Having just graduated in his MA, William reflects on the course and why he chose Warwick for postgraduate study.
Are there any academics in particular that stood out to you when you were considering applying to Warwick?
Yes – I spotted Katayoun Shafiee as her research interests were well aligned with mine so I thought it would be really cool to have her as a supervisor (and she later was for my dissertation).
What did you particularly enjoy about your course?
I really enjoyed the module on science technology and society, Themes in the History of Science taught by Dr James Poskett. It was fascinating, it looked at how science has been shaped by society in all these different ways. It made me think about science in ways I wouldn't have before entering the course, and was very influential on my dissertation.
Do you have any advice for someone looking at postgraduate study?
I think it's important when considering a Masters to make sure you like both the course and the department as both are important. And make the most of the opportunities offered. When you're a postgrad, you get given the opportunity to go to research seminars and events every week and see these really interesting papers being presented so make the most of that.
Why did you choose to study history?
I've been interested in history since primary school. I had some really great teachers at sixth form so going to university was something I’d always wanted to do.
I chose to take it to postgraduate level because I’d enjoyed my undergraduate studies so much. I wanted to see how far I could take it, to see if I wanted to do a PhD. Also, there were a lot of topics and themes that I wanted to explore a bit more, that I didn't really get the chance to do as an undergraduate.
How has history informed your thinking about the world in the future?
Studying history provides important context for why things are the way they are today. To give an example, last year I wrote an essay on the colonial origins of the environmental movement and how historically, indigenous people and knowledge have been marginalised in discussions about conservation in favour of economic growth and industrialisation.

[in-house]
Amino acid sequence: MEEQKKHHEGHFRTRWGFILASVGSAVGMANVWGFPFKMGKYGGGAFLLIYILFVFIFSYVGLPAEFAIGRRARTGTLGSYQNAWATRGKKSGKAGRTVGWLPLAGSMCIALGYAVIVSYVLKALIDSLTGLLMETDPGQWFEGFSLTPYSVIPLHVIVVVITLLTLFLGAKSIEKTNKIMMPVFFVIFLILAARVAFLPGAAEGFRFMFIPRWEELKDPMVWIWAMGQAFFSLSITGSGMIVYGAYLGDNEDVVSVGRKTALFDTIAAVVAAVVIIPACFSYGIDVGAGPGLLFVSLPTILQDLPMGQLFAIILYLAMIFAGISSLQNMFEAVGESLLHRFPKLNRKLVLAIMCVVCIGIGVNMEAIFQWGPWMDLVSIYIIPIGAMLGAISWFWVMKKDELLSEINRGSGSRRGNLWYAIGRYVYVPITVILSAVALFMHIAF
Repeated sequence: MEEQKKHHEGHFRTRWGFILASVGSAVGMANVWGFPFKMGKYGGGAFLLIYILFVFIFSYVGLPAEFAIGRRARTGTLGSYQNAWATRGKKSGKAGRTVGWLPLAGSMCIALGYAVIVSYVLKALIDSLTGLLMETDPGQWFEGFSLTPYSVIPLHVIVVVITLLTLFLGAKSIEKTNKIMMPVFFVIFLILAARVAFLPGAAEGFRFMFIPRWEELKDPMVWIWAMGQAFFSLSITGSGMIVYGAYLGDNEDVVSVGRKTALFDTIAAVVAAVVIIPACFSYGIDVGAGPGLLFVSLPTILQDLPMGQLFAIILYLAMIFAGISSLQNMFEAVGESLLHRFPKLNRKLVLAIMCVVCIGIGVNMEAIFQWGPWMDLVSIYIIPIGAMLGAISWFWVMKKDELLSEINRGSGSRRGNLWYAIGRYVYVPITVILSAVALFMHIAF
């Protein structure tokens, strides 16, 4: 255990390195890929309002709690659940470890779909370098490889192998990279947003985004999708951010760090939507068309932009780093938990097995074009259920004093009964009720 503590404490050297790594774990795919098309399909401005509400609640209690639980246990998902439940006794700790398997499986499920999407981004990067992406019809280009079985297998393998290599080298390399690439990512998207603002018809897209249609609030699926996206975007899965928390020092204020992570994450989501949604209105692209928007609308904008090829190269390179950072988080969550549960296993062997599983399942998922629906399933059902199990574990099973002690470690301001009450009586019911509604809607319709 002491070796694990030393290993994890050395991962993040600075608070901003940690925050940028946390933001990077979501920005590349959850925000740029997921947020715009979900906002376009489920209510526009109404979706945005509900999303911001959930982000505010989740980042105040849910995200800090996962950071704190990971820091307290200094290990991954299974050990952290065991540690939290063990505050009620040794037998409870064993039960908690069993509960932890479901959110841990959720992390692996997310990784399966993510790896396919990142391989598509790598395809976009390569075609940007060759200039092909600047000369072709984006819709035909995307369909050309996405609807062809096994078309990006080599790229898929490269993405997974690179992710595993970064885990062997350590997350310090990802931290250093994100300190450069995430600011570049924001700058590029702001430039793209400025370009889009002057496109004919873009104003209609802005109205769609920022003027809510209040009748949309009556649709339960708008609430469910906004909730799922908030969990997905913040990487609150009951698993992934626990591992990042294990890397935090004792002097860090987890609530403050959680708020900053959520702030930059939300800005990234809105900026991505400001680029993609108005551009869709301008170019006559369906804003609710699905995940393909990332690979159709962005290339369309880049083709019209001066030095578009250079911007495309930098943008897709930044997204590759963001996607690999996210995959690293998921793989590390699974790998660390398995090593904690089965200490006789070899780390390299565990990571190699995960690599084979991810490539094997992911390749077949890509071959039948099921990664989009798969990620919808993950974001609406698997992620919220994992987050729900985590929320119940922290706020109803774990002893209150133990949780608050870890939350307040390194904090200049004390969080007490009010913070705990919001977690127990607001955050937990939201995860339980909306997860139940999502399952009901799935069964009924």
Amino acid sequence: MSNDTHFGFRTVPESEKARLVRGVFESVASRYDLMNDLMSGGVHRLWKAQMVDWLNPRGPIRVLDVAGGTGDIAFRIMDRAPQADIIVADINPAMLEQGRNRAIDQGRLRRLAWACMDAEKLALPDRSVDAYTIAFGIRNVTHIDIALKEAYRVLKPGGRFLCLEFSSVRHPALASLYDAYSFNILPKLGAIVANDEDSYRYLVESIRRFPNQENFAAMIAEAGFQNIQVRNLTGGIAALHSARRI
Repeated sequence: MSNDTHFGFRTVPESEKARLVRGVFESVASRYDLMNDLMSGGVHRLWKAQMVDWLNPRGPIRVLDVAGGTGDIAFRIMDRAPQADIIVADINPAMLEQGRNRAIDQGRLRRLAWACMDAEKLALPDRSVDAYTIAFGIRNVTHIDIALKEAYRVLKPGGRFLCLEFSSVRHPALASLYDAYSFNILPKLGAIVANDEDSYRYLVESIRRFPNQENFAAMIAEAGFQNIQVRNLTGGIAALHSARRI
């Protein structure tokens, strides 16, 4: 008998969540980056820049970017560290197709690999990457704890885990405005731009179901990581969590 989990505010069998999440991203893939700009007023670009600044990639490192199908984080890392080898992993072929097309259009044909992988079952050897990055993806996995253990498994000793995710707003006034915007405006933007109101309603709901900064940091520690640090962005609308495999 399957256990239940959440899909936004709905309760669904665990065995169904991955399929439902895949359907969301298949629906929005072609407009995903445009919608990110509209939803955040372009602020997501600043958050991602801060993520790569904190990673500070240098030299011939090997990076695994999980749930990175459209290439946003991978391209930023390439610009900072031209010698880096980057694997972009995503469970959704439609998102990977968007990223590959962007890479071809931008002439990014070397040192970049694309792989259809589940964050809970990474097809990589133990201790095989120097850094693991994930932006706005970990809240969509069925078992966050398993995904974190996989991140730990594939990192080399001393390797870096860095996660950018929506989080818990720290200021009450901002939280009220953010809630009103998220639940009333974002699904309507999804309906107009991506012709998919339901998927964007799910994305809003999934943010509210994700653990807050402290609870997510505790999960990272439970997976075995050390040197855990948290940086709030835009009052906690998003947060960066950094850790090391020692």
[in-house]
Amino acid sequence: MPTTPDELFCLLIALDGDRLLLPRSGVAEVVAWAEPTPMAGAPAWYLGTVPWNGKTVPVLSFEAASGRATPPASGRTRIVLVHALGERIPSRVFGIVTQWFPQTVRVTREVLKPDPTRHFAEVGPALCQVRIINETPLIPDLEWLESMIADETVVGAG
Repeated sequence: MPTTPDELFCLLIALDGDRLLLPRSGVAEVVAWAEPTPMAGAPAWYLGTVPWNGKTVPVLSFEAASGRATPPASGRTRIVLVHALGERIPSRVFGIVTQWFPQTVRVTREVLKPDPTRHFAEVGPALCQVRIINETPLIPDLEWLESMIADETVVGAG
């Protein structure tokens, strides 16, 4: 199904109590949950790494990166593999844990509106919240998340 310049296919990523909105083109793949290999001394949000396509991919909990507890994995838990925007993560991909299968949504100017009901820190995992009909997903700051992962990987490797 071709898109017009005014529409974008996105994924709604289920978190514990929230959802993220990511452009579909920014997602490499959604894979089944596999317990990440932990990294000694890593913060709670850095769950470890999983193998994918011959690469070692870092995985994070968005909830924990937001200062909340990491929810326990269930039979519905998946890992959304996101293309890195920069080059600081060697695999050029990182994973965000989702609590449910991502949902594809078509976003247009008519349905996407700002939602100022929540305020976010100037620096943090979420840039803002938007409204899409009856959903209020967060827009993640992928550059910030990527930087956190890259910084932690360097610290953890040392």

It helped me to understand why last year’s COP26 summit achieved less than it could have, as lots of indigenous people (for example from South America) were not included in the discussions.
How can history prepare us for the future?
History provides context for the present. You can spot warnings and the reasons for failures in the past.
When I was writing my previously mentioned essay on ‘colonial origins’, I studied the 1972 UN conference on climate change. That was illuminating because a lot of the things they were discussing and the reasons why it wasn't as successful as hoped continue to inform future UN conferences on climate change and the environment.
If you could meet one historical figure, who would that be and what would you ask them?
I think it would be most interesting to meet Gamal Abdel Nasser who was the president of Egypt during the Suez crisis of 1956. I'm interested in the history of the Middle East in the 20th century, and he was such an influential figure.
I would be interested to know more about his dealings with Anthony Eden, the British Prime Minister at the time, and his general worldview about pan-Arabism.
What would you say to someone thinking about studying history at Warwick?
I would definitely recommend it. The department is really friendly and there's a lot on offer in terms of the research specialisms. There is literally something for everyone: from the history of food to the history of science. It's just a really great place to study.
What’s next for you?
I start work in the Department of Trade and Industry in March 2022. And I’m looking forward to coming back to celebrate my graduation and see the new Faculty of Arts Building in Summer 2022.
Check out William’s piece on the Global History and Culture Centre Blog.